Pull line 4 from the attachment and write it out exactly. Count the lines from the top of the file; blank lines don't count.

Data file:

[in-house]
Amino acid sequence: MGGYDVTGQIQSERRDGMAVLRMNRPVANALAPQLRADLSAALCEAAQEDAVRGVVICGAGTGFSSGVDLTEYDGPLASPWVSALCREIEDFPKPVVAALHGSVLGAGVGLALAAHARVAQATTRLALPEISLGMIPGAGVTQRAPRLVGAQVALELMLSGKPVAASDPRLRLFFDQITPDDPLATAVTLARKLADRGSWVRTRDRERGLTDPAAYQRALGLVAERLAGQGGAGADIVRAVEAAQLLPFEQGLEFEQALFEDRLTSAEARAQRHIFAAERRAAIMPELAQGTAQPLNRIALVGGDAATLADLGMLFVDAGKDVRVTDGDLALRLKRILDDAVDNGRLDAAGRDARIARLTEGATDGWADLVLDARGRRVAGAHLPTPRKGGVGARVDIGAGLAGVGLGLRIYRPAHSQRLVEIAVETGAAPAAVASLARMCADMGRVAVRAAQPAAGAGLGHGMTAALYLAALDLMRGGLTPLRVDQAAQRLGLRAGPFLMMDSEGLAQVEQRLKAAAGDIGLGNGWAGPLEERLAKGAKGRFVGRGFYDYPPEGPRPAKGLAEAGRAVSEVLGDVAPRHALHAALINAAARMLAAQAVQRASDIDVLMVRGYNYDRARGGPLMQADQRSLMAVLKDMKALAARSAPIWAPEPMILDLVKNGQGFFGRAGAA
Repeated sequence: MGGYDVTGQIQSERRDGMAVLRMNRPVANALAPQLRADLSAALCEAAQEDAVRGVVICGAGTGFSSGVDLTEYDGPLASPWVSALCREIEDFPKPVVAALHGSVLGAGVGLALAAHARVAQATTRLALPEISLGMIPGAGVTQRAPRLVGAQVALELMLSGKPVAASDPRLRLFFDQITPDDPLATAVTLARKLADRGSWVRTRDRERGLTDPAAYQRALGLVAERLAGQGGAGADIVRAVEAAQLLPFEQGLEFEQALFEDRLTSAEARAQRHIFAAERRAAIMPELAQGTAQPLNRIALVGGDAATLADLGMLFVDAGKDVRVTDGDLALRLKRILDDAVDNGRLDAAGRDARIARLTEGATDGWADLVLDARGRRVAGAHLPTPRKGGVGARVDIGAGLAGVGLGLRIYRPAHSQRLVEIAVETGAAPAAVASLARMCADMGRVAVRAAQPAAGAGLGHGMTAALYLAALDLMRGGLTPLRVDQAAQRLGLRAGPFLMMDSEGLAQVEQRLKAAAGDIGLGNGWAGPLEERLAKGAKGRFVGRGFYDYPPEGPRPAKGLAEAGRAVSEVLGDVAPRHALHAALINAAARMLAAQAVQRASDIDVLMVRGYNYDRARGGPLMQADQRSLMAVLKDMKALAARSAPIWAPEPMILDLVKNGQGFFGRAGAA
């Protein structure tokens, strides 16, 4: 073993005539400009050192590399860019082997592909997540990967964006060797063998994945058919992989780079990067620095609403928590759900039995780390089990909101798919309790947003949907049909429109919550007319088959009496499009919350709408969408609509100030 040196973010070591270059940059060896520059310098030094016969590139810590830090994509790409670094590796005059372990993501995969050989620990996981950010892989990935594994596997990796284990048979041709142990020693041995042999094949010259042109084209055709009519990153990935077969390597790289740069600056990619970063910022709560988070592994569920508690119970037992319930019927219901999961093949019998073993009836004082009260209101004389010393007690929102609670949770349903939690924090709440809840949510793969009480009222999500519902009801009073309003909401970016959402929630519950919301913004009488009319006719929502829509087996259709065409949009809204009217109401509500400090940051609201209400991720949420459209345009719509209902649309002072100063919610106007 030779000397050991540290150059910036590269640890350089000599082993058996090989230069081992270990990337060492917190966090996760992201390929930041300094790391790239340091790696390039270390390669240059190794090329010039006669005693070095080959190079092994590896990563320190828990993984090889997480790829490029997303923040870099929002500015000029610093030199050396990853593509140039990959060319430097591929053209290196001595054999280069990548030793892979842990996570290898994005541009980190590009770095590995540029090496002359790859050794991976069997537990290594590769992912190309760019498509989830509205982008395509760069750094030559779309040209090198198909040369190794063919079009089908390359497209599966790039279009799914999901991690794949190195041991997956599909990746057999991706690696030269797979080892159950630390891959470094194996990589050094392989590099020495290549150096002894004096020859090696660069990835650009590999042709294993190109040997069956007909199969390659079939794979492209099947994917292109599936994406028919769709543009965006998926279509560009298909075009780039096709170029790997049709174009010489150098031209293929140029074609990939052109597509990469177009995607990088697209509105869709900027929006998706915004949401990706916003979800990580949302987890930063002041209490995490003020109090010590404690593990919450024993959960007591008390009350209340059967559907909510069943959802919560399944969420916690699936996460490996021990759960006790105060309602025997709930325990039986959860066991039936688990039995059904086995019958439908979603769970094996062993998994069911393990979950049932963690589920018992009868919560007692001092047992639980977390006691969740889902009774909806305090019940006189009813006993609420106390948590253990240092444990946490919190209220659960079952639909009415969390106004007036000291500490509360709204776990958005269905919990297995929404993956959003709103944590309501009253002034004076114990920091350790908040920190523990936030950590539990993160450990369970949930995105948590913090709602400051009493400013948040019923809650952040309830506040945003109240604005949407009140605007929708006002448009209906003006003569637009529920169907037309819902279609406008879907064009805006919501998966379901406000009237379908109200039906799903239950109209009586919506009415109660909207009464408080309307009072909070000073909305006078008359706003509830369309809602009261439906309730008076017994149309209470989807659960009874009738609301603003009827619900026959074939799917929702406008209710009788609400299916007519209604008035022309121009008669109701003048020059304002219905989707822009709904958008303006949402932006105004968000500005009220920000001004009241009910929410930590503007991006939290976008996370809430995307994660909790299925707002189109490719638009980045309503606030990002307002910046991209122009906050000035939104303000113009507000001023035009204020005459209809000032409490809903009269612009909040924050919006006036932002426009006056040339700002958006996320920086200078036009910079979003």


């Protein structure tokens, strides 16, 4: 073993005539400009050192590399860019082997592909997540990967964006060797063998994945058919992989780079990067620095609403928590759900039995780390089990909101798919309790947003949907049909429109919550007319088959009496499009919350709408969408609509100030 040196973010070591270059940059060896520059310098030094016969590139810590830090994509790409670094590796005059372990993501995969050989620990996981950010892989990935594994596997990796284990048979041709142990020693041995042999094949010259042109084209055709009519990153990935077969390597790289740069600056990619970063910022709560988070592994569920508690119970037992319930019927219901999961093949019998073993009836004082009260209101004389010393007690929102609670949770349903939690924090709440809840949510793969009480009222999500519902009801009073309003909401970016959402929630519950919301913004009488009319006719929502829509087996259709065409949009809204009217109401509500400090940051609201209400991720949420459209345009719509209902649309002072100063919610106007 030779000397050991540290150059910036590269640890350089000599082993058996090989230069081992270990990337060492917190966090996760992201390929930041300094790391790239340091790696390039270390390669240059190794090329010039006669005693070095080959190079092994590896990563320190828990993984090889997480790829490029997303923040870099929002500015000029610093030199050396990853593509140039990959060319430097591929053209290196001595054999280069990548030793892979842990996570290898994005541009980190590009770095590995540029090496002359790859050794991976069997537990290594590769992912190309760019498509989830509205982008395509760069750094030559779309040209090198198909040369190794063919079009089908390359497209599966790039279009799914999901991690794949190195041991997956599909990746057999991706690696030269797979080892159950630390891959470094194996990589050094392989590099020495290549150096002894004096020859090696660069990835650009590999042709294993190109040997069956007909199969390659079939794979492209099947994917292109599936994406028919769709543009965006998926279509560009298909075009780039096709170029790997049709174009010489150098031209293929140029074609990939052109597509990469177009995607990088697209509105869709900027929006998706915004949401990706916003979800990580949302987890930063002041209490995490003020109090010590404690593990919450024993959960007591008390009350209340059967559907909510069943959802919560399944969420916690699936996460490996021990759960006790105060309602025997709930325990039986959860066991039936688990039995059904086995019958439908979603769970094996062993998994069911393990979950049932963690589920018992009868919560007692001092047992639980977390006691969740889902009774909806305090019940006189009813006993609420106390948590253990240092444990946490919190209220659960079952639909009415969390106004007036000291500490509360709204776990958005269905919990297995929404993956959003709103944590309501009253002034004076114990920091350790908040920190523990936030950590539990993160450990369970949930995105948590913090709602400051009493400013948040019923809650952040309830506040945003109240604005949407009140605007929708006002448009209906003006003569637009529920169907037309819902279609406008879907064009805006919501998966379901406000009237379908109200039906799903239950109209009586919506009415109660909207009464408080309307009072909070000073909305006078008359706003509830369309809602009261439906309730008076017994149309209470989807659960009874009738609301603003009827619900026959074939799917929702406008209710009788609400299916007519209604008035022309121009008669109701003048020059304002219905989707822009709904958008303006949402932006105004968000500005009220920000001004009241009910929410930590503007991006939290976008996370809430995307994660909790299925707002189109490719638009980045309503606030990002307002910046991209122009906050000035939104303000113009507000001023035009204020005459209809000032409490809903009269612009909040924050919006006036932002426009006056040339700002958006996320920086200078036009910079979003």